flooding

Jeff Hunter

About half of WHQR’s staff left Wilmington to avoid Hurricane Florence. Jeff Hunter was the first of the staff to return -- and it wasn’t an easy journey. Jeff told WHQR’s Gina Gambony about the slow road home.

RLH

Flooding will affect the Cape Fear region at least through this week, but the rainfall will be the least of it.

First, the good news:  the Cape Fear region has seen the majority of the rain from Florence. 

Vince Winkel

Tropical Storm Florence is still impacting the Cape Fear region – and is likely to continue through tonight. 

Now officials turn their attention to the risk of flooding, flash flooding, and tornadoes. 

Robert Parr

North Carolina has a controversial history when it comes to its willingness to accept and plan for sea level rise.  In 2012, the state legislature enacted a multi-year moratorium on considering data from a science panel for future planning and policymaking.  That moratorium has since lifted and a new study out last year, looking at the next 30 years, is now accepted as a reasonable basis for policymaking.

City of Wilmington

The pounding rain that has blanketed the Cape Fear region for the last several days is easing up.  Some activities are a "go" tonight -- such as Cinematique and CFCC's Beauty and the Beast.  But local officials aren't ready to sound the all-clear yet.

The rain isn't quite over, but it's not expected to have as much of an impact as it's had over the last few days.  Steven Pfaff is a Warning Coordination Meteorologist with the National Weather Service in Wilmington.  Some areas, says Pfaff, will continue to grapple with flooding.

City of Wilmington

New Hanover, Brunswick, and Pender County Schools are all closed Monday.  Cape Fear Community College has also closed all of its campus locations.  City of Wilmington, New Hanover County, and Brunswick County Offices and Courts are closed.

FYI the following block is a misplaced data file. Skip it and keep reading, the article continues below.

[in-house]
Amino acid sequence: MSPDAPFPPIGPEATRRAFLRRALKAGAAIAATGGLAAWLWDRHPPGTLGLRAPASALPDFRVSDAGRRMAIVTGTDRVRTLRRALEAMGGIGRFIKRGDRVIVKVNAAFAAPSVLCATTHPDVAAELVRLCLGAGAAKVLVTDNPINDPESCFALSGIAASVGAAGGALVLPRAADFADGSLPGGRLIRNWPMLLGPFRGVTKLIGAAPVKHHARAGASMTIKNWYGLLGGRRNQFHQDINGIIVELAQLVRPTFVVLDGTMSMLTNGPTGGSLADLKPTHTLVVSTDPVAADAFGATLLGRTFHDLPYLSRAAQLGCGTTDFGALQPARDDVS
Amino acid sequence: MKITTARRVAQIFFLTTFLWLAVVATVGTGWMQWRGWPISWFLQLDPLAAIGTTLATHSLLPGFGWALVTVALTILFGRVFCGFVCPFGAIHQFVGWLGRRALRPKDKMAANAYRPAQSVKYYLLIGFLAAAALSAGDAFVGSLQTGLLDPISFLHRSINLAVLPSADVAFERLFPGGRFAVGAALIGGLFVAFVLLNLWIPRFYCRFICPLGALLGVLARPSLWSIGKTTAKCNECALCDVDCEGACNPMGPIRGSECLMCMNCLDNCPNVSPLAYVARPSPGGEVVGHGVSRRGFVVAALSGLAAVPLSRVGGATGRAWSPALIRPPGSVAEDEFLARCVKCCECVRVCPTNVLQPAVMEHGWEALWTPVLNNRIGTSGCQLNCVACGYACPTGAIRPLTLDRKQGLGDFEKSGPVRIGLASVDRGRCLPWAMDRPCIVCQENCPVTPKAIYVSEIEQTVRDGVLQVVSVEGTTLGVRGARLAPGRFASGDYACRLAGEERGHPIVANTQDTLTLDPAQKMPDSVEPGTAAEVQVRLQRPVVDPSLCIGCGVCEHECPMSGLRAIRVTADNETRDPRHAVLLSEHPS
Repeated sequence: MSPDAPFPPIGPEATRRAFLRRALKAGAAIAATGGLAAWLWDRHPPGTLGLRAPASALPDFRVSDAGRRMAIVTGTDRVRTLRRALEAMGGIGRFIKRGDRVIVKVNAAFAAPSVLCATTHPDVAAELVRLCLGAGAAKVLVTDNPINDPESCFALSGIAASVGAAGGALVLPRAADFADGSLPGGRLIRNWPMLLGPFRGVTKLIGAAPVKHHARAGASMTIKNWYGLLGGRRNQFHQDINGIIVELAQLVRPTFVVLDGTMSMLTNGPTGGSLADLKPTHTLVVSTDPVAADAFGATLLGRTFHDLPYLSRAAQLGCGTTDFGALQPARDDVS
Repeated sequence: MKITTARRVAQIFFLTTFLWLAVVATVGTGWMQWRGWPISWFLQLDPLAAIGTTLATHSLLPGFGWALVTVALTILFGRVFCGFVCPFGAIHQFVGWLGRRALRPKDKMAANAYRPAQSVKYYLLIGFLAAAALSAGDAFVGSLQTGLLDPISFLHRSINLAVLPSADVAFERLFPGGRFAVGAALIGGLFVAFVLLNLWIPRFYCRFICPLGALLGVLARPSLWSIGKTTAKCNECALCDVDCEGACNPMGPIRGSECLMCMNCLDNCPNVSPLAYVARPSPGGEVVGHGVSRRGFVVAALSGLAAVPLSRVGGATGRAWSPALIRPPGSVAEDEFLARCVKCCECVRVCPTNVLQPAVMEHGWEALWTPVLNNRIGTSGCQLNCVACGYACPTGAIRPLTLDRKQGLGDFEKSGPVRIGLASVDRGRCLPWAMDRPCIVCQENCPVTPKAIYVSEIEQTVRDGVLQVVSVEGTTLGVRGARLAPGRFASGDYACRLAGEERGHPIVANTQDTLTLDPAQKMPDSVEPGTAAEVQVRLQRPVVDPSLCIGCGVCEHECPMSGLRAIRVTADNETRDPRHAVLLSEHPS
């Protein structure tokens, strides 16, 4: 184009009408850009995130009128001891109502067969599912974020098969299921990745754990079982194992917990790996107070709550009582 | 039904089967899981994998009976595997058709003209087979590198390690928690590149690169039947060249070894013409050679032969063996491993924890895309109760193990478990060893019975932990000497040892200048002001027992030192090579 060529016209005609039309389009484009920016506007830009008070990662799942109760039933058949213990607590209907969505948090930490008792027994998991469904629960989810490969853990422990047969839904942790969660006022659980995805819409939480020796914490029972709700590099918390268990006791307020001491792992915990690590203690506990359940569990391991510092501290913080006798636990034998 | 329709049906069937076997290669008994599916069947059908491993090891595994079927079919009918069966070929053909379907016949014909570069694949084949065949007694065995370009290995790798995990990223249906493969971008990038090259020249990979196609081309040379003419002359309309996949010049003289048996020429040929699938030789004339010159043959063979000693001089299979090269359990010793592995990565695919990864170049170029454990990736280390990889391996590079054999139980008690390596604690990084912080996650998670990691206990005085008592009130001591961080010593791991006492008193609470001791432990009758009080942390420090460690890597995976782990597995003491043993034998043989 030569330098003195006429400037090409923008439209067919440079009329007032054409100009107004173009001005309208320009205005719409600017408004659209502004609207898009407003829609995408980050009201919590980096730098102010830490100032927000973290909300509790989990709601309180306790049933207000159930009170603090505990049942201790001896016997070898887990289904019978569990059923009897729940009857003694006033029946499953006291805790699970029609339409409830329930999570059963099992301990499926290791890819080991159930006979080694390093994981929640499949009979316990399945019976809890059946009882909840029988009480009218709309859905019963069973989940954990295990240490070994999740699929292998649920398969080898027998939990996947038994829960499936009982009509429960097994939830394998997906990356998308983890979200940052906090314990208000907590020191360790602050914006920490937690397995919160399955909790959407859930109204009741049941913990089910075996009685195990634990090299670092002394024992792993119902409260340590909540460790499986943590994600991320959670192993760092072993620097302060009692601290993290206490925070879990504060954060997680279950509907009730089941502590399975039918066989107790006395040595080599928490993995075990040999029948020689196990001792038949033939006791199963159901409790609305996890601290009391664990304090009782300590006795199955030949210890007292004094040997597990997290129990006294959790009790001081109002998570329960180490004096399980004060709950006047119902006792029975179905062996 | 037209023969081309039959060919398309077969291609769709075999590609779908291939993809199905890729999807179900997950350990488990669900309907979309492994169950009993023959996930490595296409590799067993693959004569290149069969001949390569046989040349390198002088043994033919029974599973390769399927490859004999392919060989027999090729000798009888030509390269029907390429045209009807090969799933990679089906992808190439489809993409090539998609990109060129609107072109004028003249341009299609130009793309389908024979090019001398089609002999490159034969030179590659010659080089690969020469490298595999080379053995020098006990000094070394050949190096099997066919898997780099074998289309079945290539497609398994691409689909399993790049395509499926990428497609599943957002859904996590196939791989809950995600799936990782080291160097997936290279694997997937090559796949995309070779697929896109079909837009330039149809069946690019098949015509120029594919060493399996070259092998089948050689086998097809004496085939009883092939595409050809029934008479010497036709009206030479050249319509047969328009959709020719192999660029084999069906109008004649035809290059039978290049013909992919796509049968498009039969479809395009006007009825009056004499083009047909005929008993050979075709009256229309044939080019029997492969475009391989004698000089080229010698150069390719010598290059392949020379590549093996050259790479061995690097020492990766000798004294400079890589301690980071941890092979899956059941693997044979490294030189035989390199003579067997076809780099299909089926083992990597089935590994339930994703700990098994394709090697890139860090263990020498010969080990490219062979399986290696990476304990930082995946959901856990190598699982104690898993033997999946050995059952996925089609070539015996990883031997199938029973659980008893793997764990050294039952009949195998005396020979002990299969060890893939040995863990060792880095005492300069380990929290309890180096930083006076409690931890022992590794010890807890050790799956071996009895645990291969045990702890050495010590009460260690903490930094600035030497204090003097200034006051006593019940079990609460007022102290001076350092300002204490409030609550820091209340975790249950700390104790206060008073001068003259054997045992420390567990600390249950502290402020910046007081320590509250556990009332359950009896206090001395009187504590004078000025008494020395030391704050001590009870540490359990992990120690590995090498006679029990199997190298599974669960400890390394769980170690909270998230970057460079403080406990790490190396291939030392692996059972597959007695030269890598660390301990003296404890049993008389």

This is hardly an exhaustive list, but it illustrates the point:  driving conditions are hazardous due to flooding and the potential for downed trees.

By Tuesday, a drying trend will set in, which makes Monday the last day the area will see significant heavy rainfall from the current systems. 

National Hurricane Center / NOAA

Now that Hurricane Joaquin's projected path turns farther east, as the European meteorological models had predicted, state and local emergency management officials say they’re more confident the storm will stay well offshore.  But there are still statewide warnings about flooding and its ancillary effects.

U.S. Geological Survey

Storm surge, coastal flooding, and beach erosion.  Those are the likely impacts from the combination of a wet system moving up from the Gulf of Mexico and the arrival of Hurricane Joaquin – now a Category Four storm.  But New Hanover County Emergency officials say it won’t be until Friday afternoon that they’ll have any confidence in the forecast track for Joaquin.

Hurricane Joaquin, now a dangerous Category Four storm, is still highly unpredictable.  In preparation for potentially severe weather and heavy flooding, Governor Pat McCrory declared a state of emergency for all 100 counties in North Carolina.

National Oceanic and Atmospheric Administration (NOAA)

The 2015 hurricane season begins Monday, June 1. And although the National Oceanic and Atmospheric Administration—or NOAA—predicts a slower season than usual, that doesn’t mean coastal residents can let down their guard.

Though estimates are low for this hurricane season, those numbers do not reflect the potential impact to the region. That’s according to Michael Colby, a meteorologist with the National Weather Service.